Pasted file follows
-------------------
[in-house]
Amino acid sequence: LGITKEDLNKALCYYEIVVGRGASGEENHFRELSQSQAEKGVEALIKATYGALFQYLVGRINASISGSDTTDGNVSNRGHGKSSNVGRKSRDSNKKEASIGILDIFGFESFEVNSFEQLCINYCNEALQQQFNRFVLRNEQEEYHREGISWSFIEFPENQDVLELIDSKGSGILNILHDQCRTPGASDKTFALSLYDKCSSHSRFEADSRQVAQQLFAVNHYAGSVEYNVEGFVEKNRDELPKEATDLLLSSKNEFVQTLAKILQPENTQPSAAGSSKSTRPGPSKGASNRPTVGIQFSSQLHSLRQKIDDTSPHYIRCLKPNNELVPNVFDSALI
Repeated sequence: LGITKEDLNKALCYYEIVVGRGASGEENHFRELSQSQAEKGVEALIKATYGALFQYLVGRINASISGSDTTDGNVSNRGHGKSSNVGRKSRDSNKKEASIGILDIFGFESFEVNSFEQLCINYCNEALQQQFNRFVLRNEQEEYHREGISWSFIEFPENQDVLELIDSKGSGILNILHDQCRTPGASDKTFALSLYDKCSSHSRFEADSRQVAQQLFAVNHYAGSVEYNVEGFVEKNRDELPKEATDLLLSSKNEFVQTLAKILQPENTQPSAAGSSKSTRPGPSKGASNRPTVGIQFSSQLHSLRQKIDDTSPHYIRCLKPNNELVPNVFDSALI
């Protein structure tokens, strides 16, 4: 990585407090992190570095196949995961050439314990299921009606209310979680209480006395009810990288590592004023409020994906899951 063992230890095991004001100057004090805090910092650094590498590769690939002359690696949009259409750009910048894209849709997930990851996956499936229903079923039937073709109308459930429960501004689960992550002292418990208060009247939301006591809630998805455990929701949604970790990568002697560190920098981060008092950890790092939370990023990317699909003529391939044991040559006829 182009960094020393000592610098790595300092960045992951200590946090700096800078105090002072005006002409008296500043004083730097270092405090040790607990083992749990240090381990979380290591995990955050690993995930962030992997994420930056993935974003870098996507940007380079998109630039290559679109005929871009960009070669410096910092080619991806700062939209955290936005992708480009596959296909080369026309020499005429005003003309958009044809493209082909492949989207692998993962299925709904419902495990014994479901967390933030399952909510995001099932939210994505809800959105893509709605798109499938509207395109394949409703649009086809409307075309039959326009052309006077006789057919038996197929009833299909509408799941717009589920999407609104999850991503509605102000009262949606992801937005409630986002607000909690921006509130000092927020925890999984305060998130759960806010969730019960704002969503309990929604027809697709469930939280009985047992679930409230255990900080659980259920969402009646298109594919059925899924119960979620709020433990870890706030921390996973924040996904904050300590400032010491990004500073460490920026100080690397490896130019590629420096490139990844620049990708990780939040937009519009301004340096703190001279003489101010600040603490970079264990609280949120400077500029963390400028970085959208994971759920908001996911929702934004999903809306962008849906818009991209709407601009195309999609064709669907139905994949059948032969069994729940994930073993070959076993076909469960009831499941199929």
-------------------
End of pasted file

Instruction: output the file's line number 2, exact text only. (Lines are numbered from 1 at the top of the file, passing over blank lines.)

Amino acid sequence: LGITKEDLNKALCYYEIVVGRGASGEENHFRELSQSQAEKGVEALIKATYGALFQYLVGRINASISGSDTTDGNVSNRGHGKSSNVGRKSRDSNKKEASIGILDIFGFESFEVNSFEQLCINYCNEALQQQFNRFVLRNEQEEYHREGISWSFIEFPENQDVLELIDSKGSGILNILHDQCRTPGASDKTFALSLYDKCSSHSRFEADSRQVAQQLFAVNHYAGSVEYNVEGFVEKNRDELPKEATDLLLSSKNEFVQTLAKILQPENTQPSAAGSSKSTRPGPSKGASNRPTVGIQFSSQLHSLRQKIDDTSPHYIRCLKPNNELVPNVFDSALI